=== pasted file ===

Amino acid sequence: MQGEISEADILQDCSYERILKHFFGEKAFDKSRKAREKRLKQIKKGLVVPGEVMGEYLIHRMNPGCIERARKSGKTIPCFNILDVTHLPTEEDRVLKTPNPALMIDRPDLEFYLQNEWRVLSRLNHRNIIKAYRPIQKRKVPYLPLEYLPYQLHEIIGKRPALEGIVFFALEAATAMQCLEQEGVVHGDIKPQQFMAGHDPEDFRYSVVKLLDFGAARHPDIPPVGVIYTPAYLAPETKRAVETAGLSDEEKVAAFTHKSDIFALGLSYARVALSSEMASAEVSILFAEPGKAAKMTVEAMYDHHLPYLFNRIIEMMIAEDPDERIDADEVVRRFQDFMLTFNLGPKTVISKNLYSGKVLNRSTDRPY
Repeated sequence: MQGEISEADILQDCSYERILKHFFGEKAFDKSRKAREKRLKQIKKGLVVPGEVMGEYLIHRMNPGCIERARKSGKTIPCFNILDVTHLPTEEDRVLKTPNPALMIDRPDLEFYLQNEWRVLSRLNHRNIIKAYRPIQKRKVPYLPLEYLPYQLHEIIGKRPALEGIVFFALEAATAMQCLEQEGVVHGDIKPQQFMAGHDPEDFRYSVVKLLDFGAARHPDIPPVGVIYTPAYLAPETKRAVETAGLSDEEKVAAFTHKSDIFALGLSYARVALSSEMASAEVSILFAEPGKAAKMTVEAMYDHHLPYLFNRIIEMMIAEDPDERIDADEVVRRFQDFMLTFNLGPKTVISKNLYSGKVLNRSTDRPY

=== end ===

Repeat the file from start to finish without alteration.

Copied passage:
Amino acid sequence: MQGEISEADILQDCSYERILKHFFGEKAFDKSRKAREKRLKQIKKGLVVPGEVMGEYLIHRMNPGCIERARKSGKTIPCFNILDVTHLPTEEDRVLKTPNPALMIDRPDLEFYLQNEWRVLSRLNHRNIIKAYRPIQKRKVPYLPLEYLPYQLHEIIGKRPALEGIVFFALEAATAMQCLEQEGVVHGDIKPQQFMAGHDPEDFRYSVVKLLDFGAARHPDIPPVGVIYTPAYLAPETKRAVETAGLSDEEKVAAFTHKSDIFALGLSYARVALSSEMASAEVSILFAEPGKAAKMTVEAMYDHHLPYLFNRIIEMMIAEDPDERIDADEVVRRFQDFMLTFNLGPKTVISKNLYSGKVLNRSTDRPY
Repeated sequence: MQGEISEADILQDCSYERILKHFFGEKAFDKSRKAREKRLKQIKKGLVVPGEVMGEYLIHRMNPGCIERARKSGKTIPCFNILDVTHLPTEEDRVLKTPNPALMIDRPDLEFYLQNEWRVLSRLNHRNIIKAYRPIQKRKVPYLPLEYLPYQLHEIIGKRPALEGIVFFALEAATAMQCLEQEGVVHGDIKPQQFMAGHDPEDFRYSVVKLLDFGAARHPDIPPVGVIYTPAYLAPETKRAVETAGLSDEEKVAAFTHKSDIFALGLSYARVALSSEMASAEVSILFAEPGKAAKMTVEAMYDHHLPYLFNRIIEMMIAEDPDERIDADEVVRRFQDFMLTFNLGPKTVISKNLYSGKVLNRSTDRPY